Situated on Barbados’s rugged northern coast where crashing waves slam into 50-foot cliffs, an old hotel dies. Abandoned years ago and victim to the Atlantic Ocean’s briny wind, the North Point Surf Resort is literally a shell of its past.

For years, its 48-rooms were filled with international tourists, United States Navy soldiers stationed at a now closed base, and local Barbadians enjoying its remoteness. Perhaps its out-of-the way location on Barbados’s northern crown was the cause of the hotel’s eventual demise.

All that remains of the Surf Resort is a husk of rusting rebar, peeling paint and crumbling cement. The Olympic-sized pool was ringed with umbrellas (see the vintage postcard below) and filled with tourists and competitive swimmers. Two high-dive spring boards cast divers into the deep end. Today, the overgrown cement high-dive steps bow over algae- and trash-filled muck.

For many years, the property was for sale. I’ve reached out to local real estate brokers but could not get a definitive answer about its current status. A local lawyer represents the property but as of publishing they did respond to my inquiry.

In 2014, the Barbadian government considered buying and redeveloping the property but the project never came to fruition.

Each time I visit the ruins, I fantasize about its heyday and what was lost. I also wonder what it could become. Perhaps in another life with deep pockets or hotelier ambitions, I would restore or transform the dying resort into a Barbadian oasis.


Barbados’s Sugar Cane Revolution

Barbados’s sugar cane history traces hundreds of years, many cultures (African, European, Brazilian), and ushered in fabulous wealth. For generations, sugar cane fueled Barbadian (and British) prosperity. A shift in global markets and the rise of European sugar beet decimated … Continued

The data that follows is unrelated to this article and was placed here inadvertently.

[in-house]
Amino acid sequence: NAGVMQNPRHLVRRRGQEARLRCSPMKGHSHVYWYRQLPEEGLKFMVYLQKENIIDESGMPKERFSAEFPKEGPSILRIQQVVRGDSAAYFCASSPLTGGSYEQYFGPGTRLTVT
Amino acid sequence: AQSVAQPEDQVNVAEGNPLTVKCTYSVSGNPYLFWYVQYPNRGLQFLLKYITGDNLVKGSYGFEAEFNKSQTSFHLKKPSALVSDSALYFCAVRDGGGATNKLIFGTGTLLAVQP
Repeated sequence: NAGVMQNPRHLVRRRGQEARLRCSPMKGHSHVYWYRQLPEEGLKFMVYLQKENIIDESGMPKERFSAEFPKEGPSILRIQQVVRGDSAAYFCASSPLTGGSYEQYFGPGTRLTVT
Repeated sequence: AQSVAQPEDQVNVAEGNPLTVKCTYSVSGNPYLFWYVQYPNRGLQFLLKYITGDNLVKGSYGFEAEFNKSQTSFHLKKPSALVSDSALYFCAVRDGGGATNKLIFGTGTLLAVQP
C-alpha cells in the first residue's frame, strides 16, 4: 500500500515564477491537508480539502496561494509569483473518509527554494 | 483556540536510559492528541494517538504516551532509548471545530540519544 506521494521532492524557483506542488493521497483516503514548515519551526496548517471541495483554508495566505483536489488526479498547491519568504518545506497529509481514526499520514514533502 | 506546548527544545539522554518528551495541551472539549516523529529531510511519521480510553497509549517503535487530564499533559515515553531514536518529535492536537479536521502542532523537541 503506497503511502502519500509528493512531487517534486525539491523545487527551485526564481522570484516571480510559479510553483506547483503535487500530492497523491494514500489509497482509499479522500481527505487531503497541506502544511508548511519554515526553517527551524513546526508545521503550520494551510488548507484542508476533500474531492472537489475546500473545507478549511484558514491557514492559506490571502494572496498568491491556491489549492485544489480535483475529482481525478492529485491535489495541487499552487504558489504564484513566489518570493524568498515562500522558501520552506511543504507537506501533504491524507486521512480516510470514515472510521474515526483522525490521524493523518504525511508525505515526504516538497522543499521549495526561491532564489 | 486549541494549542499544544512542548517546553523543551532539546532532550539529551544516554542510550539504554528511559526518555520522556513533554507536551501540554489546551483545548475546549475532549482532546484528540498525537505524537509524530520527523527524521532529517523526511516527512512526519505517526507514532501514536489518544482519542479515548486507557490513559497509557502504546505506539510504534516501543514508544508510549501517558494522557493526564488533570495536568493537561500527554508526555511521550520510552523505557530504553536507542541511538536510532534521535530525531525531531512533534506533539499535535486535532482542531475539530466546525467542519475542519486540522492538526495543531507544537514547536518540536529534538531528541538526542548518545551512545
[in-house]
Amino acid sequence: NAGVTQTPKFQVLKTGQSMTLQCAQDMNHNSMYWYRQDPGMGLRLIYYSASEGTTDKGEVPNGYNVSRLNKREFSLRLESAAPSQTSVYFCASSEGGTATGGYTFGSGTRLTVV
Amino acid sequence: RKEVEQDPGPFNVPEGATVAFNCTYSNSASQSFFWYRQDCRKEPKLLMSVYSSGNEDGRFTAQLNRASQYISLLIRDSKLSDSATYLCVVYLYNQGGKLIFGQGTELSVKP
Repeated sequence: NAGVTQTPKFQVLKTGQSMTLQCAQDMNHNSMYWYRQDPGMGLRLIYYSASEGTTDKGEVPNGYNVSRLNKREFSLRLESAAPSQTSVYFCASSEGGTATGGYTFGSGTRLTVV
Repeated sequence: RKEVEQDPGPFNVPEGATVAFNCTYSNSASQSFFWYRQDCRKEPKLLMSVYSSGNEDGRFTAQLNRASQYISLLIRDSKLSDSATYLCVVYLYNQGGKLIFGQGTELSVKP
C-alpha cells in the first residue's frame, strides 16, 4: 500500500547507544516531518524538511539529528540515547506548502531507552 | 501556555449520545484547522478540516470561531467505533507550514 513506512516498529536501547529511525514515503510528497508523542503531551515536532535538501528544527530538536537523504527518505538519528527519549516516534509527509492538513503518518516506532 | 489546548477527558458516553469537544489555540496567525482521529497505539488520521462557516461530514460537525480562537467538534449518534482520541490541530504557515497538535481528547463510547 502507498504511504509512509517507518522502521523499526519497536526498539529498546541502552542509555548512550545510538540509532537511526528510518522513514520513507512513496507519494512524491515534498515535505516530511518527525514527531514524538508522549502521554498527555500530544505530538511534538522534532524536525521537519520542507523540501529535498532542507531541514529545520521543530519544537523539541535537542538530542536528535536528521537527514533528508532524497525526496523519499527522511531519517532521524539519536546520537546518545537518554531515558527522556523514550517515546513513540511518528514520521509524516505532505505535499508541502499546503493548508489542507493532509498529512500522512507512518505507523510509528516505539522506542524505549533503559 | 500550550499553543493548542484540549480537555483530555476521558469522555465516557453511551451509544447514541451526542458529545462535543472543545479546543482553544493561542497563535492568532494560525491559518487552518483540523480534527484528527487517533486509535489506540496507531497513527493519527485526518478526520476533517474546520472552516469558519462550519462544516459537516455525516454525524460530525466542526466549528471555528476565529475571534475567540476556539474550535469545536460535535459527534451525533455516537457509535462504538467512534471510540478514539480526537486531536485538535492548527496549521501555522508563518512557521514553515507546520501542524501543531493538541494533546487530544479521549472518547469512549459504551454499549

Saharan Dust Gets Tropical, Barbados-Style

Africa’s Saharan Desert winds blow across the Atlantic, carrying dust, ash and biological entities hitching an ocean-spanning ride. Since 1996, Edmund Blades has managed the University of Miami’s Barbados Atmospheric Chemistry Observatory and it’s 17-meter tall tower. Situated on Ragged … Continued


Such Great Barbadian (Saharan) Heights

Africa’s Saharan Desert winds blow across the Atlantic, carrying dust, ash and biological entities hitching an ocean-spanning ride. Since 1996, Edmund Blades has managed the University of Miami’s Barbados Atmospheric Chemistry Observatory and it’s 17-meter tall tower. Situated on Ragged … Continued


Nature’s Protector: Barbados’s Sea Turtle Project (P. 1)

Carla Daniels has led Barbados Sea Turtle Project for 15-years, protecting the island’s migratory and permanent sea turtle population. Seven-days a week, 24-hours a day, Carla (and an army of local and international volunteers) search the island for sea turtles. … Continued


Nature Publishes My Sweetest Images Ever

Jagged stalks of sugar cane cover Barbados’s coral rock landscape. As the island’s cash crop, Barbados produced 92,000 tons of sugar in 2021 despite being covered in volcanic ash from St. Vincent’s La Soufrière’s spring eruption. Another harvest will begin … Continued


Safe in Barbadian Surf

Barbadian life is full of contradictions. Generally it’s a safe island whose crime is concentrated in impoverished neighborhoods often saturated with drugs and gangs. Outside of those, as these photos affirm, crime – including theft – is minimal. At Brandon’s … Continued


Barbados Night Moves

Crashing waves and a Barbadian night make for beautifully calming photos in the world’s COVID storm COVID disrupted and dislodged our lives in so many ways. From where we call home to the way we shop to the way we … Continued


Live and Direct from Public Records

What seems like a lifetime ago, I shared photos from Public Records, a Brooklyn nightclub and cafe with an amazing hi-fi sound system. Situated in the gritty (and rapidly gentrifying) Gowanus neighborhood, Public Records books world-renowned musicians, DJs and artists … Continued